Babe Among the Stars

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Galaxy Babe's column banner, showing a full moon and some little folk looking up at the sky

Mortal as I am, I know that I am born for a day. But when I follow at my pleasure the serried multitude of the stars in their circular course, my feet no longer touch the earth - Ptolemy

The Remarkable Remodelling Moon

Everyone knows that the Moon goes through phases gradually over the lunar month. From invisible at new to Cheshire cat grin impersonation through to half-moon, then full, and back again to waning crescent, it waxes and wanes over roughly 29.5 days with a reassuring constancy. The Full Moon, which always rises at sunset, has a different name according to which folklore you happen to be researching or following. The Moon's orbit is not perfectly circular, so sometimes it is closer, appearing larger, than others. Also, the Moon is moving away from Earth, but only by an extremely small amount, a few centimetres per year. Taking all that into account, we never see the same moon twice; each revolution presents us with a slightly different face, size and angle.

As the Moon orbits the Earth, so the Earth/Moon combination goes around the Sun. Sometimes the Moon happens to line up with the Sun, and dependant upon the position of the viewer on Earth, they could witness a partial or total solar eclipse. These are rare events, and so-called 'eclipse chasers' book hotel rooms in foreign climes years in advance to be sure of a ringside seat for a spectacle which lasts, at most, nine minutes; such is the allure of witnessing this phenomenon.

When the Moon is not eclipsing it acts like a mirror, reflecting the Sun's light. During a lunar eclipse, when the Earth passes between the Sun and the Moon, the Earth blocks out the sunlight, therefore we see the Moon in its natural state, a reddish-brown colour.

The Moon itself is a barren, hostile world. It is covered in craters like the Giordano Bruno Crater, which are caused by meteorite impacts. The craters can look different through a telescope depending upon from which angle the Sun is highlighting the surface, creating different shadowing effects.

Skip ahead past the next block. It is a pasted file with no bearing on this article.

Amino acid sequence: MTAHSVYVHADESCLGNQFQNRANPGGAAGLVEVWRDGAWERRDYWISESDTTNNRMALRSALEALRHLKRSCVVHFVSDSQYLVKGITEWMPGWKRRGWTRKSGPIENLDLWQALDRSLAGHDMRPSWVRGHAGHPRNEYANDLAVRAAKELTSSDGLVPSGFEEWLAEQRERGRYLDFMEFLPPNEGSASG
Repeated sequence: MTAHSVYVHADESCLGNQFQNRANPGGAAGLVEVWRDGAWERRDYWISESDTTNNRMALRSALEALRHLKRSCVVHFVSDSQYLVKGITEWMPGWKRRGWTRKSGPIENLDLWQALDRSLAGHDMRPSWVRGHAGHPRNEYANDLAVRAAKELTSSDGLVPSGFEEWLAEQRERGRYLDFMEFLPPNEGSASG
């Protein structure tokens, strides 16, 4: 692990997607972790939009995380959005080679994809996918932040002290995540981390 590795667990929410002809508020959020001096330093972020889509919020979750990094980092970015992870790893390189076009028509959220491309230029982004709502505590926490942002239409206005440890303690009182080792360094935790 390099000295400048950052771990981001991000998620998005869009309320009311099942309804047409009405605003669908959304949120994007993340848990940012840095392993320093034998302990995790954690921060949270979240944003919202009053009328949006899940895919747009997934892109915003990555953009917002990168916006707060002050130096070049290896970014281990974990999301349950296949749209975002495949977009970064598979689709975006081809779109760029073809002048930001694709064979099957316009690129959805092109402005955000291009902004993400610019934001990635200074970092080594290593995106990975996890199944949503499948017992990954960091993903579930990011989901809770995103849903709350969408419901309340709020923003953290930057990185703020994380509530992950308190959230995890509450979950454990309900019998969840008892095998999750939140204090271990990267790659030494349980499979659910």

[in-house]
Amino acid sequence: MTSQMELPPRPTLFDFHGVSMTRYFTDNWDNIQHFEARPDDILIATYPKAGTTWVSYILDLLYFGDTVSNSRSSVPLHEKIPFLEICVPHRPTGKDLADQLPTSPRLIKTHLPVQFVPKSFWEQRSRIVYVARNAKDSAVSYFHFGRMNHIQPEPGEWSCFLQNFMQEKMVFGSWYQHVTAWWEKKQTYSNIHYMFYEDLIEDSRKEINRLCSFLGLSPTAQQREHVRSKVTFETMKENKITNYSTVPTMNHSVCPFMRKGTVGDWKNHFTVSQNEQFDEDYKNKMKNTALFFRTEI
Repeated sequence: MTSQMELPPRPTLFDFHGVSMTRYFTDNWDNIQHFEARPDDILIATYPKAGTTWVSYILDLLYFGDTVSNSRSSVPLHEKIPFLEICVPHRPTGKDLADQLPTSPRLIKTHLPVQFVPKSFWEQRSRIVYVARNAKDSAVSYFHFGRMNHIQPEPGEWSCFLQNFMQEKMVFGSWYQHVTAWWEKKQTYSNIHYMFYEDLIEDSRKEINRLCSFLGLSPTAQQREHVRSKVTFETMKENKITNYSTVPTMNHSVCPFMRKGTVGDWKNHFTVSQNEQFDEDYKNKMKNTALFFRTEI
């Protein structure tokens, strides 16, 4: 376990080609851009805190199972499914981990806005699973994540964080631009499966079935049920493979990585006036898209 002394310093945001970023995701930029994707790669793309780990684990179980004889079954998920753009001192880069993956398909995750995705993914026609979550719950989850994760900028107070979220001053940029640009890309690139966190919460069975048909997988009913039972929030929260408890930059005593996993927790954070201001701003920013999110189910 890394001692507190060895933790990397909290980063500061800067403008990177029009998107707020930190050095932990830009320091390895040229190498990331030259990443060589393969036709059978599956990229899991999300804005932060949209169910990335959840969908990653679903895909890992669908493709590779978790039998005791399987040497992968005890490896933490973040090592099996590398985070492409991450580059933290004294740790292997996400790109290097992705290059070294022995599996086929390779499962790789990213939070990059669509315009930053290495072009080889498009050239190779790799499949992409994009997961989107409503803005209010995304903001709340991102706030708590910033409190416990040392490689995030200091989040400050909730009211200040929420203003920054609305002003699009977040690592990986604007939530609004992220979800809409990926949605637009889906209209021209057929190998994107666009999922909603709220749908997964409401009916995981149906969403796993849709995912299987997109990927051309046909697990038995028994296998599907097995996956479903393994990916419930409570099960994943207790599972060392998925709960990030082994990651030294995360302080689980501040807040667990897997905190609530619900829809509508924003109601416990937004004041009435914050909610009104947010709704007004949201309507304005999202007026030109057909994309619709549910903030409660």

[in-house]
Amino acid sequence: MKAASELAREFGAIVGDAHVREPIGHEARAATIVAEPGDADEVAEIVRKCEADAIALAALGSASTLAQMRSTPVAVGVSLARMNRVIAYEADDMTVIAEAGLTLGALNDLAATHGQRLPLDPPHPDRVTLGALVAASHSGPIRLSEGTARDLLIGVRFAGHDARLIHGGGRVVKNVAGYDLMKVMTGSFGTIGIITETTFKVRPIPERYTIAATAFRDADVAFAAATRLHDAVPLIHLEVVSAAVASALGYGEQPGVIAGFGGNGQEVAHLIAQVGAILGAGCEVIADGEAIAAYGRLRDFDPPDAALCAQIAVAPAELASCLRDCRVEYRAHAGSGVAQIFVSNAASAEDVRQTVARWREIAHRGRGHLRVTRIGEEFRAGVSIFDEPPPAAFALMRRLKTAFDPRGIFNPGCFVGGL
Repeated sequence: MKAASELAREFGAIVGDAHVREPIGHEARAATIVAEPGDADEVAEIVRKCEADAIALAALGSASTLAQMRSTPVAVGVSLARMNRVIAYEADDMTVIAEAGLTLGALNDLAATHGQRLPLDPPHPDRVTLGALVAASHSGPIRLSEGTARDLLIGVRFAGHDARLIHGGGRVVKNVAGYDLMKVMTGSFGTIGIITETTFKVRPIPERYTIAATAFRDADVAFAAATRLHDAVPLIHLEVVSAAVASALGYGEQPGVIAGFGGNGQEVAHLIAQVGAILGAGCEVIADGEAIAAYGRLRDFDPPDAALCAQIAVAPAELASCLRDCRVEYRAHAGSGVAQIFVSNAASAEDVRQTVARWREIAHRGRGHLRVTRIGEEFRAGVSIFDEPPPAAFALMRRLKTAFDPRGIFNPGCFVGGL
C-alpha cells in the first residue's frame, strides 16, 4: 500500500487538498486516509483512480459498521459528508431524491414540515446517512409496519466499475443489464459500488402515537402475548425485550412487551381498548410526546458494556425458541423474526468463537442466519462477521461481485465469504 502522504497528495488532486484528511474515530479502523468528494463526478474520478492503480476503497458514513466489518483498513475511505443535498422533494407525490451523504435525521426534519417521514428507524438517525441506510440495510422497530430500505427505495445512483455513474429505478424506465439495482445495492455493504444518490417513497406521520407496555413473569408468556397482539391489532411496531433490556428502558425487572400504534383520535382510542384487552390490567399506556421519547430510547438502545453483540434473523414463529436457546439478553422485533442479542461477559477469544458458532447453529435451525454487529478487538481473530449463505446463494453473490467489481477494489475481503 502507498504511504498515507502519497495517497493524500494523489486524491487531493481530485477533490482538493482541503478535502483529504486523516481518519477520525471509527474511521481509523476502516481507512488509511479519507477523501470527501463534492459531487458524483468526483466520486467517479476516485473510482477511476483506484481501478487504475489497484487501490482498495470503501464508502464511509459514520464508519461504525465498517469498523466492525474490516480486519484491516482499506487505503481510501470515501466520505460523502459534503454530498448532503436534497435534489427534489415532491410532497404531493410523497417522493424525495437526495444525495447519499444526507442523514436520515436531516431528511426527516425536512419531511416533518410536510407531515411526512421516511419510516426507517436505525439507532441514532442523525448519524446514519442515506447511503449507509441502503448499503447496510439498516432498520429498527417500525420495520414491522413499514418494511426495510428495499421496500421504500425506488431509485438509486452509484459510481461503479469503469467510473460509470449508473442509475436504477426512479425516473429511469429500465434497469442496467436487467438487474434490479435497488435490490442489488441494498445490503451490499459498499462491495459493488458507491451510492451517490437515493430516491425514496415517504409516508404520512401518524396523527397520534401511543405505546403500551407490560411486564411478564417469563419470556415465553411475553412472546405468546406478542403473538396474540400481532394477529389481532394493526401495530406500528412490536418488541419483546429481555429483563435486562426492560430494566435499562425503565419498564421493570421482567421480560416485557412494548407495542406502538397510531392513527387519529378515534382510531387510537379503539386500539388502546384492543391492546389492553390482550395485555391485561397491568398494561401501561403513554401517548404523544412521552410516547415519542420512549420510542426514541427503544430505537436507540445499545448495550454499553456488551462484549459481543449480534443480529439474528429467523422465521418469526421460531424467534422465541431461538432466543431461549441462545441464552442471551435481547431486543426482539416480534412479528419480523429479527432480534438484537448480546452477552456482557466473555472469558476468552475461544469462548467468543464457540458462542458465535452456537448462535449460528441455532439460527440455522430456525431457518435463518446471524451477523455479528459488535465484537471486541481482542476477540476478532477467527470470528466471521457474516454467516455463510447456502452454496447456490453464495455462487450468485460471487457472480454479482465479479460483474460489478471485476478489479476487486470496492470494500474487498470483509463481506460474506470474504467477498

The Moon's gravity is low, but it is enough to cause the ebb and flow of the tides on Earth, and some creatures have their lives ruled by this activity. For example, during low tide fiddler crabs darken in colour and venture out of their shelters. Then during high tide, they turn pale again and retreat back home. Inexplicably, the fiddler crabs continue this behaviour when removed from their ocean habitat, so one wonders if the fluctuation is caused by the tidal action, or the journey of the Moon across the sky?

The image of the Moon itself can have a stimulating effect upon human senses too. There's an aura of mystery about it, even though we know mankind has visited it, walked (and danced) upon its surface, collected samples of rock and dust for scientists to study and analyse, the Moon itself retains its mystique. We see the glowing orb as our ancestors saw it, so in a way the Moon is a time machine, connecting us with our past. Watching moonrise over a body of water is mesmerising as the shimmering ribbon of reflected light stretches across the surface like a lighthouse beam. That sunlight has travelled 93 million miles through space, hit a giant mirror and bounced back at us watchers on the Earth as moonlight. It's less than ten minutes since it left the surface of the Sun, and now here it is, dancing upon the waves for our delectation.

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